All of these things are true...

I had been in Jordan for several weeks and my love affair with Arabian sweets had reached a lofty peak. In fact, I would begin and end each day with a platter of pastries, smothered in honeys and syrups that would flood through heaps of pistachios on my plate.

Then it happened… I voraciously reached junkie status. More, more. Never enough! Every bakery that caught my sight was fair game,  out for a greater high, exploring the labyrinthine neighborhoods for the more legendary bakeries. But it was in Wadi Musa where my friend, Khaleed, led me right into the snare of Kanafeh.

An unmarked door led to an unnamed bakery where, despite the raging 100f degree day, a father and son were cheerfully slaving away, racking out sheets of pastries. They were using round, shallow pans and alchemy to produce what many call “Arabian cheesecake”.

This “cheesecake” was Kanafehe

A definitive oxymoron- soft and crunchy, sweet’n’salty, cheesy, gooey and crispy. All neatly encased in a glaze of simple syrup and rose water. Good enough to make one prostrate in reverence to the baker.

The ingredients are few yet they lend themselves to an endless array of pastries. We all know and love baklava but it wasn’t until I discovered Kanafeh that the Arabian culture opened up before me, so delicate and sweet behind that mysterious veil.

Now, please excuse this appauling photograph…

…but 1879!!!

IMG_2298
Knafa, Kanafeh, Kunafa? Whatever it is… Tel Aviv, Israel

Let’s just say there’s no right/wrong way to spell it- “A rose by any other name” and all that-

523975_3679462710501_1083950525_n
Kanafeh in Ramallah, Palestine

 

IMG_2093
Kanafeh and assorted pastries in Wadi Musa (Jordan)

There are three variants of kanafeh but in this recipe we’ll focus on khishnah (rough Kunafa)

Ingredients

  • 1 Package- Kataifi Pastry (kataifi is something like spun phyllo. Rather than laid out in thin sheets, it is processed in a way that produces vermicelli-like noodles. Check out this great video to see how it’s made)
  • 1 cup- Ghee
  • 2 cups- Akkawi cheese (you can substitute with mozzarella)

Simple Syrup

  • 1 cup- water
  • 1 1/2 cup- sugar
  • 2 tbsp- Rose water (or orange blossom water)
  • 1 tbsp lemon juice

Optional Toppings

  • Pistachios (crushed)
  • Almonds (whole or crushed)
  • Whatever else catches your fancy (if you dare stray from pistachios…)

As with all recipes- preheat your oven (350f/180c)

Prepare the simple syrup (so that it can cool entirely before the kanafeh is finished) by mixing the water and sugar in a pot- bring to a boil. Add the lemon juice and continue boiling for 10 minutes or until the mixture has thickened. Promptly remove the syrup and allow to cool for several minutes. Then add the rose water, or orange blossom water.

At this time, you’ll want to begin shredding the kataifi. This is best done with a food processor but can be achieved by hand. As packaged, kataifi comes in endless noodles and you’ll need to shred them further- so that the average noodle is around one inch in length.

 

Once you have the noodles at the right size, place the kataifi in a large mixing bowl and gently incorporate the melted ghee (clarified butter.)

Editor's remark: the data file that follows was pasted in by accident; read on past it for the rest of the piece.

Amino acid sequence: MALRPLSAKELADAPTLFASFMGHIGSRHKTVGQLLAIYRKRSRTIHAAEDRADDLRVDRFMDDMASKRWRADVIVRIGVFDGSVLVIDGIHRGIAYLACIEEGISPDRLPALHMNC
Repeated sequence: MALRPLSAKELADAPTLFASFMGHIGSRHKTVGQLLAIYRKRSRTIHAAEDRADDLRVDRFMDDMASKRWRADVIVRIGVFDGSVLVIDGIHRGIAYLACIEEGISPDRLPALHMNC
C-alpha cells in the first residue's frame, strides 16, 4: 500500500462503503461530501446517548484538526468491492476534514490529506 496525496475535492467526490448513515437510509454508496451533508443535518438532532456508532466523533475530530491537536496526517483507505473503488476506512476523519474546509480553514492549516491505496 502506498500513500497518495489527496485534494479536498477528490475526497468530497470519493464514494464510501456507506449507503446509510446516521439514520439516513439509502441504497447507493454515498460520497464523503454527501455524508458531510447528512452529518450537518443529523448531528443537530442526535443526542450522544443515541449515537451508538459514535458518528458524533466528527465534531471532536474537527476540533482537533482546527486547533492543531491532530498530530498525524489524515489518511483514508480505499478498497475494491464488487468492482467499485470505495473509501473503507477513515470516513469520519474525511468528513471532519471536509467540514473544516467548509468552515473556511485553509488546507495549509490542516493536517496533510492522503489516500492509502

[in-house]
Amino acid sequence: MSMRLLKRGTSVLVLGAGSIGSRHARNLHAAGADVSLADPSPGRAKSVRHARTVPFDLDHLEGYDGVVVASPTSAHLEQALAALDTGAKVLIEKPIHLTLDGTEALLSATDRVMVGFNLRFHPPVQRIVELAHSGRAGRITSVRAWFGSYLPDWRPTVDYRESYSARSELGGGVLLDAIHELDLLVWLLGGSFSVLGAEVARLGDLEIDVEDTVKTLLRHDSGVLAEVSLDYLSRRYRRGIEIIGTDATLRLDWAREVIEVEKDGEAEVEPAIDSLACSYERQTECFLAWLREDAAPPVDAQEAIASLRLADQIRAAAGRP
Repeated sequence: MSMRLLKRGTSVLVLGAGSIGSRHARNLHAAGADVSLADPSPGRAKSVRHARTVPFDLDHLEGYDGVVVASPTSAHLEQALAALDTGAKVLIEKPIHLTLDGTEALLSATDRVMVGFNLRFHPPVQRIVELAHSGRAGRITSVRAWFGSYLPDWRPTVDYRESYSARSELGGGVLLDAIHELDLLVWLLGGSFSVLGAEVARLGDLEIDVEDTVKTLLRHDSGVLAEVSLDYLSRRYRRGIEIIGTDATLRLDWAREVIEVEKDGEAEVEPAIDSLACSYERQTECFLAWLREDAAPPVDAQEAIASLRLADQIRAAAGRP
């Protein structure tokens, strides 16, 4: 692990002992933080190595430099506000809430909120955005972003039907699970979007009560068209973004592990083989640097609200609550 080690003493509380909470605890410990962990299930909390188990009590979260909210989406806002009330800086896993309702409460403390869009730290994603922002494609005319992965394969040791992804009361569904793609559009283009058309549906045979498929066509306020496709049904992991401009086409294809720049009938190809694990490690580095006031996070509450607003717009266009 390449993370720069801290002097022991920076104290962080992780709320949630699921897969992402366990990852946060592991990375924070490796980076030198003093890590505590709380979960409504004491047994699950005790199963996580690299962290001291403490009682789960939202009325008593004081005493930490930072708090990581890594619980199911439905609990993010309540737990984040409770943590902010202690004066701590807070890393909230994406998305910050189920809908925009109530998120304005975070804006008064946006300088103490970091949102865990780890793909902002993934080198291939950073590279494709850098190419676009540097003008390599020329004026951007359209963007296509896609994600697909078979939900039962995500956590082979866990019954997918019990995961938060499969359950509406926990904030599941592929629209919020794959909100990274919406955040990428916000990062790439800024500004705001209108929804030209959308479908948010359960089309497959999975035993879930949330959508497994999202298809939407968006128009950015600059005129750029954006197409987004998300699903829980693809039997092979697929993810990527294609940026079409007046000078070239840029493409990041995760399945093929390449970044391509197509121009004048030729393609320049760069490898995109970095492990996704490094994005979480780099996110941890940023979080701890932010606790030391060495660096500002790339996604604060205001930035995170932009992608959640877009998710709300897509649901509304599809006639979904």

As the noodles set, begin the process of cutting down the cheese, or even shredding it if possible. I’ve experimented with many cheeses, some sweeter, some saltier, and there’s no rule for what you use. Just be sure to have 2 cups of a quality melting cheese to your liking either shredded or cut in long, narrow strips.

Taking a 9×13 pan, spread out a generous layer of the processed kataifi (about 2/3 of your noodles). Press the noodles firmly into the pan working it into a flat, even surface so that you can then evenly distribute the cheese, all of the cheese.

Follow the cheese with the remaining kataifi and, again, pack the noodles into the cheese, evenly.

With the oven heated, cook the kanafeh until the noodles have become a golden brown (around 10-15 mins)

Once the kanafeh has baked through you’ll want to allow it to cool for 10 mins

At this point, the kanafeh should have become more firm and set into its cheesy, sexy self.

Now, carefully place a cookie sheet atop the baking dish with the kanafeh and invert the pan so that the kanafeh is now on the cookie sheet.

Litter the surface with crushed pistachios and drown your darling with the simple syrup/rose water concoction.

Voila.

OK, so the example given below, about that. I had a tough time finding kataifi, so I substituted the noodles for simple phyllo sheets… no harm done. Yet, I will admit that iteration does neglect all the pleasing textures that comes along with kataifi. However, i’ll take what I can get. So get creative.

20140418-111911.jpg

20140418-111902.jpg

 

So, any takers?

Yallah’bye!

SaveSave

SaveSave

All of these things are true...

A couple weeks in my desperate affair with Arabian sweets had reached dangerous highs. In fact, I would begin and end each day with a platter of pastries, smothered in honey and flooded with syrup and pistachio.

Junkie. That’s what you’d call me. A baklav-addict. More, more. Never enough. Every bakery was fair game as I lurked ancient cobbled alleys, out for a greater high, wandering deeper into the labyrinth in search for legendary bakeries. All of this was is good and well but it was in Wadi Musa where my friend, Khaleed, led me right into the snare of Kanafeh.

I followed him downtown through an unmarked door into an unnamed bakery where, despite the raging 110-degrees, a father and son were cheerfully slaving away, racking out sheets of pastries. Round shallow pans and alchemy. Arabian cheesecake.